Discussion in 'Members Personal Layouts' started by leadie69, Jan 26, 2016.
That's a good idea Gary, I'll have to look at that over the next week or so.
Looking good Ian ! I quite like the curved front. . . looks different
and looks like it will be fun to shunt as well
Thanks Matt. I always try to have very little track parallel on all my layouts and I thought a curved front would help draw people into the scene. I hope to do a video of operations on you tube some time soon so I'll post a link here when it is done (might be a while before that happens though).
Great stuff Ian,
We'll look forward to your video at some point.
After a few quiet weeks there is finally some progress to report on this layout. Today I installed the bus wires and connected all the track droppers. I used an idea I saw on a layout build on another forum and installed bare copper wires the length if the layout and soldered the droppers to them. As you will see from the attached picture, I installed 3 bus wires - pos and neg for the track and the third one is for the common return on the point motors when they are wired up. I hope to get all the parts I need for the point control system later this week so that will be the next project.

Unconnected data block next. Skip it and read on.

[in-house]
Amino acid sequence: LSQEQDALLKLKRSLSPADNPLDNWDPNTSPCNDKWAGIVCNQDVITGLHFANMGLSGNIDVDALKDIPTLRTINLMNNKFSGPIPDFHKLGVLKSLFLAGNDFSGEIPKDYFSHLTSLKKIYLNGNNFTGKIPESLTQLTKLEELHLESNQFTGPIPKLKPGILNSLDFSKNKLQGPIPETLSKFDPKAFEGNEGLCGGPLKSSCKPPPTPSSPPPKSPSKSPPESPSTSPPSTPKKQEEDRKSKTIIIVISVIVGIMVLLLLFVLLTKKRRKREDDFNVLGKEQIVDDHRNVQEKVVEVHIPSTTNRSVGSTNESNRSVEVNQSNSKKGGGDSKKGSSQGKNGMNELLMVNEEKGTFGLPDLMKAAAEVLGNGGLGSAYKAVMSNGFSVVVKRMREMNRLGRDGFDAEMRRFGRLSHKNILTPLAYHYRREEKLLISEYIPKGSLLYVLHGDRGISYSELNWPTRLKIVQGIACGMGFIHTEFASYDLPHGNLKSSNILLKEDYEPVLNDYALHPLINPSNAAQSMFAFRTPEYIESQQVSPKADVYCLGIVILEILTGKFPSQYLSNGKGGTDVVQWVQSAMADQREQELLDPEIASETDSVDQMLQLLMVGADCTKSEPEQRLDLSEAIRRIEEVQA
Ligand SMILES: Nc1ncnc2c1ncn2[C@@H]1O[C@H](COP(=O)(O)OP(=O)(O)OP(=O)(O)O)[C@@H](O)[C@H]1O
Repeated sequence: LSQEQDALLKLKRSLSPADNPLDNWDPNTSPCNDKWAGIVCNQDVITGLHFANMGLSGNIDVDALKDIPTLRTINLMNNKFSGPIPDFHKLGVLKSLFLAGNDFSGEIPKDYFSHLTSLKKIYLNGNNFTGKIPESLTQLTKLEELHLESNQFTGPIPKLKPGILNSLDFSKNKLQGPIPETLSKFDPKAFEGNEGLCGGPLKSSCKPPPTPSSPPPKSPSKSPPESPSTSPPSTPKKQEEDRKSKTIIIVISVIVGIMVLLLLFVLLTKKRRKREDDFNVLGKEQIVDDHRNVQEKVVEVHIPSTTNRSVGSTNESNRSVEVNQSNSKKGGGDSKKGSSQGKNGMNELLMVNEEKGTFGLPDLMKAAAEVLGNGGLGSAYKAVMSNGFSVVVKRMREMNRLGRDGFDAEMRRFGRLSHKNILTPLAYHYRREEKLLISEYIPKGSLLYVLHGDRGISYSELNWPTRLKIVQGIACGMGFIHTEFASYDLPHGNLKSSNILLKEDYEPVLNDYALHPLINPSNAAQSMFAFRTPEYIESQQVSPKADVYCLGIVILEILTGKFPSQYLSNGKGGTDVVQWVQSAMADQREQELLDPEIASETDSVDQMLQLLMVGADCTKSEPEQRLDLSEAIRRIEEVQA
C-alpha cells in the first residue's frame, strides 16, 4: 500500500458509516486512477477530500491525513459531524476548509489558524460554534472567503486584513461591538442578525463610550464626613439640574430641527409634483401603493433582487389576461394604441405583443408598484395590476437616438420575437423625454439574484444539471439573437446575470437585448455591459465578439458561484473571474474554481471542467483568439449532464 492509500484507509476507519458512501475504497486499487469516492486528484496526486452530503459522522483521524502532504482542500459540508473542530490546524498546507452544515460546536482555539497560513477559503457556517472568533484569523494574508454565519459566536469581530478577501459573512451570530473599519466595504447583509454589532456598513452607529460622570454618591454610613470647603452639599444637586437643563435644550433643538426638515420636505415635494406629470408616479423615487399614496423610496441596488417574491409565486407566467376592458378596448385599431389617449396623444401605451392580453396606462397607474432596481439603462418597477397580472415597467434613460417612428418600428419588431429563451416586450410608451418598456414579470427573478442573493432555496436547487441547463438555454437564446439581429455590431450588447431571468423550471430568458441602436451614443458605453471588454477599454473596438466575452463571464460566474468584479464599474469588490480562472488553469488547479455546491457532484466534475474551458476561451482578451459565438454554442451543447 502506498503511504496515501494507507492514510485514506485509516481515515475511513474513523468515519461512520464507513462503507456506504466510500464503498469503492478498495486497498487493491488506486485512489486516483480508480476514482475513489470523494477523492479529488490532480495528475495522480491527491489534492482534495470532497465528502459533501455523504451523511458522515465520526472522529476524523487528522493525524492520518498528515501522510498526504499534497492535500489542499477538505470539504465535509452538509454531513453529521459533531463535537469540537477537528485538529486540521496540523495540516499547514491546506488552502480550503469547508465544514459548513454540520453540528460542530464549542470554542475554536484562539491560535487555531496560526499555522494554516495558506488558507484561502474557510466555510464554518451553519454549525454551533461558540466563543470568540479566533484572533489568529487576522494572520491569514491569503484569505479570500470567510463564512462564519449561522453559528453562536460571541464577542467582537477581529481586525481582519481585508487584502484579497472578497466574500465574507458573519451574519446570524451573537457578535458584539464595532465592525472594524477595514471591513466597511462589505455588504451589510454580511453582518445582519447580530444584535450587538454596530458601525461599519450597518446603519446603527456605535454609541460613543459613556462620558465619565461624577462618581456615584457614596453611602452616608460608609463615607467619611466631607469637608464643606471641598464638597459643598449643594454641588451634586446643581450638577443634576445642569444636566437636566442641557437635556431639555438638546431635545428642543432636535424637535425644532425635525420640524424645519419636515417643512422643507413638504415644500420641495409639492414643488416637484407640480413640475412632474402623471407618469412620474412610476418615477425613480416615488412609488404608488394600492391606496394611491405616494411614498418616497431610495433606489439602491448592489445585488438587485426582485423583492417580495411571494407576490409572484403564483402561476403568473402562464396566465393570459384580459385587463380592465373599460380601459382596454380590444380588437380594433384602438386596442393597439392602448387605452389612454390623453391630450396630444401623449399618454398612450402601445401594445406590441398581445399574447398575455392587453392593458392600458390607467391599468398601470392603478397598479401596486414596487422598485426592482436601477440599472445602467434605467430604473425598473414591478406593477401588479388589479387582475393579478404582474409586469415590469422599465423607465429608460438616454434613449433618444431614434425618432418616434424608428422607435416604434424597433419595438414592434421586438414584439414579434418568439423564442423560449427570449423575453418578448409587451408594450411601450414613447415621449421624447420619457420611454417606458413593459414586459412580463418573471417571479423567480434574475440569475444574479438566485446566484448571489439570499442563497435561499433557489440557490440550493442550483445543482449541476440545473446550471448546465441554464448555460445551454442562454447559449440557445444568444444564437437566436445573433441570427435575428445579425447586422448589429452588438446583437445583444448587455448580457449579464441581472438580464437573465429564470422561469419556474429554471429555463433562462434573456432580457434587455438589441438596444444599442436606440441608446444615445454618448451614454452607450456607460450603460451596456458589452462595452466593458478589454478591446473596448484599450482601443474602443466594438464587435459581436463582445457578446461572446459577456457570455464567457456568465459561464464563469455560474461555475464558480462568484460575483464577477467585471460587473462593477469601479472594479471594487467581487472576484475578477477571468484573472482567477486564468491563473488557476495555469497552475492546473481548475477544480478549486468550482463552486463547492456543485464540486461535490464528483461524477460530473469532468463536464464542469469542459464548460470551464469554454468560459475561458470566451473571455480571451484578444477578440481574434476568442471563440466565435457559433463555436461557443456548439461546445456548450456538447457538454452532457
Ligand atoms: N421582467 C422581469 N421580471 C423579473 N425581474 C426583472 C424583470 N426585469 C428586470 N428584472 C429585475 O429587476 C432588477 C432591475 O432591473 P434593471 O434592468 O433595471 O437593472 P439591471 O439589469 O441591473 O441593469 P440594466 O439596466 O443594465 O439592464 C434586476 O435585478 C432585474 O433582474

Nice and neet Ian
Looking forward to having a train running day soon.
Will bring up a loco as well to see what fun we can have http://www.click
I'll look forward to seeing the points going in. Good stuff.
Had a trip to Jaycar today and got all the bits for the point control system. I'll post some pics in the next day or so as wiring gets done.
I had a chance to start work on the wiring for the point motors tonight so I thought I would share where I'm up to and how it will operate.